Thursday, April 9, 2015

Q Toon: Proportional Response

Usually, I try not to draw about the same topic two weeks in a row, but some stories just stick to the news like gum to a shoe.

Senator Tom Cotton (R-AR) made news a couple weeks ago when he penned a letter to Iran lecturing them that the U.S. Senate would have to ratify whatever treaty the Obama administration and the European Union worked out with them, broadly hinting that of course, it won't. He was on CNN's Situation Room to discuss his strategy to blitzkrieg Iran into submission when host Wolf Blitzer asked him about the so-called "religious liberty" bill that Arkansas Governor Asa Hutchinson had sent back to the state legislature after the furor over Indiana's RLPA.

Apparently eager to steer the conversation back to his Iran talking points, Cotton pooh-poohed LGBT concerns about religious liberties legislation:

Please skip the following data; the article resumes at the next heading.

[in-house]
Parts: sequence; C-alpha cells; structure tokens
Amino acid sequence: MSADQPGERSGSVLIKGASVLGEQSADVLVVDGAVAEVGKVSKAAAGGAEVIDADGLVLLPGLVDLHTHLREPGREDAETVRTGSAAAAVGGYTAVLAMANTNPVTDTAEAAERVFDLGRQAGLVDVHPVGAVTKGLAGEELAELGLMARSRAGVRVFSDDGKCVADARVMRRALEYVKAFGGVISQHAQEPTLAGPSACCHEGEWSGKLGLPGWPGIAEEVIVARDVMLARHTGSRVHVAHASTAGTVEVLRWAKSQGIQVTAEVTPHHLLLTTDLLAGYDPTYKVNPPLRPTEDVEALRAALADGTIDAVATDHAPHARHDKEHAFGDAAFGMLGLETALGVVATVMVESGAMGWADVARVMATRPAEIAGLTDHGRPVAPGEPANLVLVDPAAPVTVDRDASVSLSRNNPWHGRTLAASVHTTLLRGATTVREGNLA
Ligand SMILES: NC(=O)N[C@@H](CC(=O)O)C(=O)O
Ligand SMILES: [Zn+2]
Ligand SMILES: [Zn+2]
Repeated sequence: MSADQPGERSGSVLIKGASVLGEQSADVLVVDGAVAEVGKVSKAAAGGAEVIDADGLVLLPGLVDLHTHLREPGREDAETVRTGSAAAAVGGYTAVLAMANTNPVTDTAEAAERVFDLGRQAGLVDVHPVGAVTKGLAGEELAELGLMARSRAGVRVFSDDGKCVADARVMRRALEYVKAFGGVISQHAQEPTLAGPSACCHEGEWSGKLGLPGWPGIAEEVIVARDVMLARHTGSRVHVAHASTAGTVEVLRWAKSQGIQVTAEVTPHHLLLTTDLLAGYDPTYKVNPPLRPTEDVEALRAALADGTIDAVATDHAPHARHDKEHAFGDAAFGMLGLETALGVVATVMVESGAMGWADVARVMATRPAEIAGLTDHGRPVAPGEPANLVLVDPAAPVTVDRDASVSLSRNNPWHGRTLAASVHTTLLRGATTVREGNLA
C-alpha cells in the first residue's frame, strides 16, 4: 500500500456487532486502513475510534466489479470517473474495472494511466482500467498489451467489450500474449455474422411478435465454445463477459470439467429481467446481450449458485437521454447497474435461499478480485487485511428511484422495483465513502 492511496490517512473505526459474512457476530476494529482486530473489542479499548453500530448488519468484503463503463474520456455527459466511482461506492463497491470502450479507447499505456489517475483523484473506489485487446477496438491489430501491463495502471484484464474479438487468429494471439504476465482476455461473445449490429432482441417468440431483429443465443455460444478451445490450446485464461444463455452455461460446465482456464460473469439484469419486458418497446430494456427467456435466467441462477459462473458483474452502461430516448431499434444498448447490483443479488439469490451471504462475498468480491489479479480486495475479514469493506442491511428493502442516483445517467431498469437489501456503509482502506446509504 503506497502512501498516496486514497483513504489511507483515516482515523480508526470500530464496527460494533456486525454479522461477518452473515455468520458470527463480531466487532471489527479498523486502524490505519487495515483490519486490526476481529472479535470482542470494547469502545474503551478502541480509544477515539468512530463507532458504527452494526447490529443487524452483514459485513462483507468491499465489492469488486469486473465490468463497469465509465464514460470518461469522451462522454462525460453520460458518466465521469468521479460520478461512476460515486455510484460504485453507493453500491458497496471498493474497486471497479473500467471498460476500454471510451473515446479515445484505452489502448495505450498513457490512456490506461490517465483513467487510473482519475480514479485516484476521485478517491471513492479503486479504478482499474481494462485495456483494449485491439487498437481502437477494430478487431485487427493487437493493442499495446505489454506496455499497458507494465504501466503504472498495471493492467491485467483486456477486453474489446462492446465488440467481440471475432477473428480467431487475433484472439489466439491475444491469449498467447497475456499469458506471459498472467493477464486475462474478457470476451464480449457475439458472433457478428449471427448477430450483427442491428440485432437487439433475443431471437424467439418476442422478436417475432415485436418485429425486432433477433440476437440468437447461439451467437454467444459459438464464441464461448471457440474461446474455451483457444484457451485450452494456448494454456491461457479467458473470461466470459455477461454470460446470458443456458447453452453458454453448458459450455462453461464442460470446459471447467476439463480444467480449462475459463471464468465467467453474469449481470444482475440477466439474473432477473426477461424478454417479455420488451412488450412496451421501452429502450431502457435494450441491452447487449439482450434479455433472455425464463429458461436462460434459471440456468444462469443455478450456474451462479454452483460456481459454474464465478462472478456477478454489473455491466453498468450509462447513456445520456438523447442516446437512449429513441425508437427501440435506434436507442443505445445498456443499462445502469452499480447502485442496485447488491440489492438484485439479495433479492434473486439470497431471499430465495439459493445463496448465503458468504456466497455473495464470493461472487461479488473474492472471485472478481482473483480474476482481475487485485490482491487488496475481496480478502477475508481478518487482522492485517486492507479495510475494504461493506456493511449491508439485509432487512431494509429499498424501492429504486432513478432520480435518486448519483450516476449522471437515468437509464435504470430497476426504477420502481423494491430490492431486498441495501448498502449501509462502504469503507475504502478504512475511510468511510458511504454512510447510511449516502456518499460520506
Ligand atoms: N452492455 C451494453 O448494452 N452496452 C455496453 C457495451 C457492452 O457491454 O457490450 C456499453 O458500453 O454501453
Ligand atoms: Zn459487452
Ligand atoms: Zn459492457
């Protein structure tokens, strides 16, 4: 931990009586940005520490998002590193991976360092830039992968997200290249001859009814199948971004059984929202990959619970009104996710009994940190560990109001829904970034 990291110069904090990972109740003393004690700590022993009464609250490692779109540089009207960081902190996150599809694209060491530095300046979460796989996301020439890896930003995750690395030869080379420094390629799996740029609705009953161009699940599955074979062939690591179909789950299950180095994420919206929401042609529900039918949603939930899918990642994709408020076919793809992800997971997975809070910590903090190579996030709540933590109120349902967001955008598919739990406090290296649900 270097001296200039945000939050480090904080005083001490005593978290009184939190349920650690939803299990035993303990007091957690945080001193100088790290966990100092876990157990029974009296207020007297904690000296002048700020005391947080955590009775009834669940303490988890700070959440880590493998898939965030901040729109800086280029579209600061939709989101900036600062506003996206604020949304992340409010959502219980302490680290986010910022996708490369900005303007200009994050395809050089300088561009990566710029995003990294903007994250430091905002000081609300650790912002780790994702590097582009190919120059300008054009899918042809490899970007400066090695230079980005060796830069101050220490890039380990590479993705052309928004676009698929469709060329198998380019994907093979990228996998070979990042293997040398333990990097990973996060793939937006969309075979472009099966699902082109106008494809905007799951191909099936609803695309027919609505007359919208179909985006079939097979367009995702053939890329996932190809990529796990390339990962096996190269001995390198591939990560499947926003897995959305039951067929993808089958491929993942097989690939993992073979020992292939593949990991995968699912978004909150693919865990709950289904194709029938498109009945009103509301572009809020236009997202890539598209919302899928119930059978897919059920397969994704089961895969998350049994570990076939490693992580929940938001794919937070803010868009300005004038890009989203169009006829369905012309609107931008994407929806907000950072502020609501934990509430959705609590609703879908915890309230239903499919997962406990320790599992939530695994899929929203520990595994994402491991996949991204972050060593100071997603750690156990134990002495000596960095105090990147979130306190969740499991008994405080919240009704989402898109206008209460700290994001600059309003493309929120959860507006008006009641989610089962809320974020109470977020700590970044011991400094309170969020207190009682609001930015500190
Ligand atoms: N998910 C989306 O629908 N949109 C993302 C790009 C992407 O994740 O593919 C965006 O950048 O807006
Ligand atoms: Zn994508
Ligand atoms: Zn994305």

“I also think it’s important that we have a sense of perspective about our priorities. In Iran they hang you for the crime of being gay. ...”
Paul Berge
Q Syndicate
✒Apr 9, 2015

Of course, gays' and lesbians' lives and liberties are threatened in many other countries besides Iran -- in some cases at the urging of American activists who purport to be Christians.

I should note here that Cotton did in fact acknowledge that Christians don't have it easy in Iran, either, continuing,
“They’re currently imprisoning an American preacher for spreading the gospel of Jesus Christ in Iran. We should focus on the most important priorities our country faces right now, and I would say that a nuclear armed Iran, given the threat that it poses to the region and to our interests in the region and American citizens, is the most important thing that we’d be focused on.”
Cotton was not, however, suggesting that the plight of that American preacher (or, indeed, of the 150 Christian students slaughtered at Garissa University College in Kenya -- or the 14 killed in the Lahore, Pakistan, church bombing; or the 21 Copts beheaded in Libya;  or in Nigeria; or in Syria... ) was comparable to the gross human rights tragedy of having to play piano for a gay wedding.

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